To read about our monitor tests in-depth, please check out Display Testing Explained: How We Test PC Monitors. We cover brightness and contrast testing on page two.
Uncalibrated – Maximum Backlight Level
We went back in time a bit in our testing database to find a group of 34-inch ultrawides with HDR to compare the 343CQR’s performance. In the group is the Cooler Master GM34-CW, Gigabyte G34WQC, Viotek GNV34DBE and AOC CU34G2X. We also included the Samsung Odyssey G7 32-inch (C32G75T). Though it’s a 16:9 screen, it shares the same 1000R curvature as the MSI. All the panels are VA, 144 Hz or faster and WQHD or QHD resolution.
The 343CQR doesn’t crank the brightness in SDR mode. It tops out at a reasonable 355.2 nits, which is plenty of light for such a large panel. Black levels are class-leading with just 0.09 nit at maximum brightness for an impressive contrast ratio of 3,888.7:1. That’s better contrast than almost every monitor we’ve tested to date.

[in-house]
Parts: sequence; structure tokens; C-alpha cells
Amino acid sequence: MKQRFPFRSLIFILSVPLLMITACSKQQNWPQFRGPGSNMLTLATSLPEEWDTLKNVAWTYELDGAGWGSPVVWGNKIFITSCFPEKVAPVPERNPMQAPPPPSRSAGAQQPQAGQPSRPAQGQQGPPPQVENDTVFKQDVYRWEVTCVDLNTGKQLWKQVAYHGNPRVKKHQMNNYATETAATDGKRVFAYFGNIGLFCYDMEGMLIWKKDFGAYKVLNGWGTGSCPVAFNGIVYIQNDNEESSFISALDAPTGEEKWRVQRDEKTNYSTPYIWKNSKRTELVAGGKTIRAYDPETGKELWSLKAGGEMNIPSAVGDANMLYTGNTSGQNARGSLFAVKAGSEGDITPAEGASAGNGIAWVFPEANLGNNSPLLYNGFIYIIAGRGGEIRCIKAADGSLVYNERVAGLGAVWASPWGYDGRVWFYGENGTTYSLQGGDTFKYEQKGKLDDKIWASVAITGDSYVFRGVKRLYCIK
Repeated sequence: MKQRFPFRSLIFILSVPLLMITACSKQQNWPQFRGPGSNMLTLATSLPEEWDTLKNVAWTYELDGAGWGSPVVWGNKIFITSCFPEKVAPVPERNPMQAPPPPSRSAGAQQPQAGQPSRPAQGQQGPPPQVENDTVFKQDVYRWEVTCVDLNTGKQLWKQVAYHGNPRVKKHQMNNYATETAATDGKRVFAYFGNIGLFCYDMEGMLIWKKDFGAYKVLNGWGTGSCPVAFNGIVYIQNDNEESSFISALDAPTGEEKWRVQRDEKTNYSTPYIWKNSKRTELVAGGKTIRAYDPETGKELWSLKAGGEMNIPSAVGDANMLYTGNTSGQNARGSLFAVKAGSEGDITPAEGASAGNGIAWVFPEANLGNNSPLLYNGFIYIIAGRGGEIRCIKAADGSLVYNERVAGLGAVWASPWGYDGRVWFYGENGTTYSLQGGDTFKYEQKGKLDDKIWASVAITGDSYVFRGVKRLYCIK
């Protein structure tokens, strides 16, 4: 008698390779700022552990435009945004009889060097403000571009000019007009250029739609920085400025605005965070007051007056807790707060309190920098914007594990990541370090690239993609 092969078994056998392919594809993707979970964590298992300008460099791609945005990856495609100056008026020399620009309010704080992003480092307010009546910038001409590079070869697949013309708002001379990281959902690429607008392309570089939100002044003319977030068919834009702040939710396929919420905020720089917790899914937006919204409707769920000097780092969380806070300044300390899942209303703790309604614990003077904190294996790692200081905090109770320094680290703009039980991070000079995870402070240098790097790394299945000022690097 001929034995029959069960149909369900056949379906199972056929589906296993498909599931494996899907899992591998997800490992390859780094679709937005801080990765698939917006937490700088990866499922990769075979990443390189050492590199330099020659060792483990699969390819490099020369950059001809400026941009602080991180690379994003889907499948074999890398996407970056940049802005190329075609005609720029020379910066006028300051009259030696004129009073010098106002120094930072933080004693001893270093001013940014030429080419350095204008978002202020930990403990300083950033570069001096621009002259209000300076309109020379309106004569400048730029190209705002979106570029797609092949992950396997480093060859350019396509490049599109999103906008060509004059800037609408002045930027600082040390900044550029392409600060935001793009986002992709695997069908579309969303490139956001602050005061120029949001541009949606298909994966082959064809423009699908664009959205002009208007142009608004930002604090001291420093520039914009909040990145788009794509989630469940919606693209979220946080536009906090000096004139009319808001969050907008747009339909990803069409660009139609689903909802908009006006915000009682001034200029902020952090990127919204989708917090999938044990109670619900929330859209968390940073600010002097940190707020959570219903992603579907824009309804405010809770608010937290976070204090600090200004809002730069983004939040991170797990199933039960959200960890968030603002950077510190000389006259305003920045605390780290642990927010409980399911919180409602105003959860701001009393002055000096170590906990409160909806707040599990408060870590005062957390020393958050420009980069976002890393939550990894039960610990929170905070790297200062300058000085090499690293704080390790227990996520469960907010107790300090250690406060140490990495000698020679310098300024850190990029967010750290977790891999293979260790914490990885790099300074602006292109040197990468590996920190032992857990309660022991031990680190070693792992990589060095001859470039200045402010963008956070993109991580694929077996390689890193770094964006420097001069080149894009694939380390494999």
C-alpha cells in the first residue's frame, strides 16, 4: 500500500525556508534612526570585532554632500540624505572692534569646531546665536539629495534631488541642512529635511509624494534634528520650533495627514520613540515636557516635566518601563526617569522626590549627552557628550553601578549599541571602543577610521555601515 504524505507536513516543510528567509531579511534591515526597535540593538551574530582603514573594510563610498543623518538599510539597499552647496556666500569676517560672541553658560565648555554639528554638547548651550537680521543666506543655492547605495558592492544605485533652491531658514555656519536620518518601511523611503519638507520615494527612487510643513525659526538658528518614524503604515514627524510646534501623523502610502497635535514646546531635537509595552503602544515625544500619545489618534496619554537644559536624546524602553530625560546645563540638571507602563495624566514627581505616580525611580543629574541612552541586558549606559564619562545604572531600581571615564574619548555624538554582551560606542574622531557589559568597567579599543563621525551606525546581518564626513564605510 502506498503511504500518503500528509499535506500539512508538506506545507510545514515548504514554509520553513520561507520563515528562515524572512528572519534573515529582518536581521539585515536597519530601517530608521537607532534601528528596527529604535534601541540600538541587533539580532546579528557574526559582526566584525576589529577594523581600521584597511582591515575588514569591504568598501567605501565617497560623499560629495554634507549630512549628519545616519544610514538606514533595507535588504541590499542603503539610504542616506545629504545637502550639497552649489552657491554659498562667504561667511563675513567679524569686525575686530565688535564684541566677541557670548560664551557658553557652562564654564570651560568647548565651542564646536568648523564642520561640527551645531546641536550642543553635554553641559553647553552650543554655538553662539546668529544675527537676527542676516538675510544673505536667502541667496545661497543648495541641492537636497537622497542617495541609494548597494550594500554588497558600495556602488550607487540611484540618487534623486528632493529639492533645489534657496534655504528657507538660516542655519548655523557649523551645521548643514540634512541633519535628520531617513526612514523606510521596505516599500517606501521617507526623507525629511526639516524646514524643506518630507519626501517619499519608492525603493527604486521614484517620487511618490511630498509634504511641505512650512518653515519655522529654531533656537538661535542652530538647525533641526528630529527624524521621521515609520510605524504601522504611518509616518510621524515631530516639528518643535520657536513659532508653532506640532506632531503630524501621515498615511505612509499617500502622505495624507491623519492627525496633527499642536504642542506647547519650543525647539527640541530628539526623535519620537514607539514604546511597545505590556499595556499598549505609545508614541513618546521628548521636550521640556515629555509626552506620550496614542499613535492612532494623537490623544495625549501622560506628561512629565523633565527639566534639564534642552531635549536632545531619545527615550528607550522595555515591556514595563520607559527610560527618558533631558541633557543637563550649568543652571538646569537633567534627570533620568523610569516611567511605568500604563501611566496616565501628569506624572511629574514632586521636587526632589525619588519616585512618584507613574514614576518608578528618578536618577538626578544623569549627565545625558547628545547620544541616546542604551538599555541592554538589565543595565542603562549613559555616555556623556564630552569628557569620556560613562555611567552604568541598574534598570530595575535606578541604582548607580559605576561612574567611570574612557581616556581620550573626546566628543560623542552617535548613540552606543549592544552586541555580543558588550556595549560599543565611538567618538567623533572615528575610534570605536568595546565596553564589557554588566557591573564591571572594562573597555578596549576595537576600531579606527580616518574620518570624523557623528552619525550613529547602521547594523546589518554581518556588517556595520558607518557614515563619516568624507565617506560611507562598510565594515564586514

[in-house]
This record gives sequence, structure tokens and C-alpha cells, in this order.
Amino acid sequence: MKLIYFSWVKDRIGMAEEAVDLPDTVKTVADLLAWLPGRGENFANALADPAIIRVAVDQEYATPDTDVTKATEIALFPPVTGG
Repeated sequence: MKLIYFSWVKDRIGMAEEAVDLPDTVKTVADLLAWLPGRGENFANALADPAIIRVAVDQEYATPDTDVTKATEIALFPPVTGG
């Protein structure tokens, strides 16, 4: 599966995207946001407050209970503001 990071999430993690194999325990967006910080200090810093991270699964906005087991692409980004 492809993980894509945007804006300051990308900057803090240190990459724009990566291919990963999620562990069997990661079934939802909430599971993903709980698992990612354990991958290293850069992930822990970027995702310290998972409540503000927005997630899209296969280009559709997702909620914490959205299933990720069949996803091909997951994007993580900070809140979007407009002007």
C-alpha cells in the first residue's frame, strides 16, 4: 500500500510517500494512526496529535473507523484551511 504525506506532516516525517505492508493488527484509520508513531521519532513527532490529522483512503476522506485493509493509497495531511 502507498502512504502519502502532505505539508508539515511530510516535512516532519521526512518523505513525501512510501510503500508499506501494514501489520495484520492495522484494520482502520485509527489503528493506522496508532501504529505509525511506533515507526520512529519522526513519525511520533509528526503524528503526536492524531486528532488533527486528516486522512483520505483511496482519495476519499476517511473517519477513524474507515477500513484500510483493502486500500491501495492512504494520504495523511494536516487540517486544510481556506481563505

After Calibration to 200 nits
Our calibration (see our recommended settings on page 1) actually improved measured contrast slightly (3,938.2:1 versus 3,888.7:1), but we couldn’t actually see the difference in a side-by-side comparison. Regardless of the brightness level, the 343CQR is a standout monitor with some of the best black levels and contrast we’ve seen.
The 343CQR also leads the ANSI comparison with 3,768.9:1. Only a handful of monitors we’ve tested can beat this score, and one of them is Alienware’s AW5520QF OLED gaming monitor. The MSI’s image depth and realism are superb.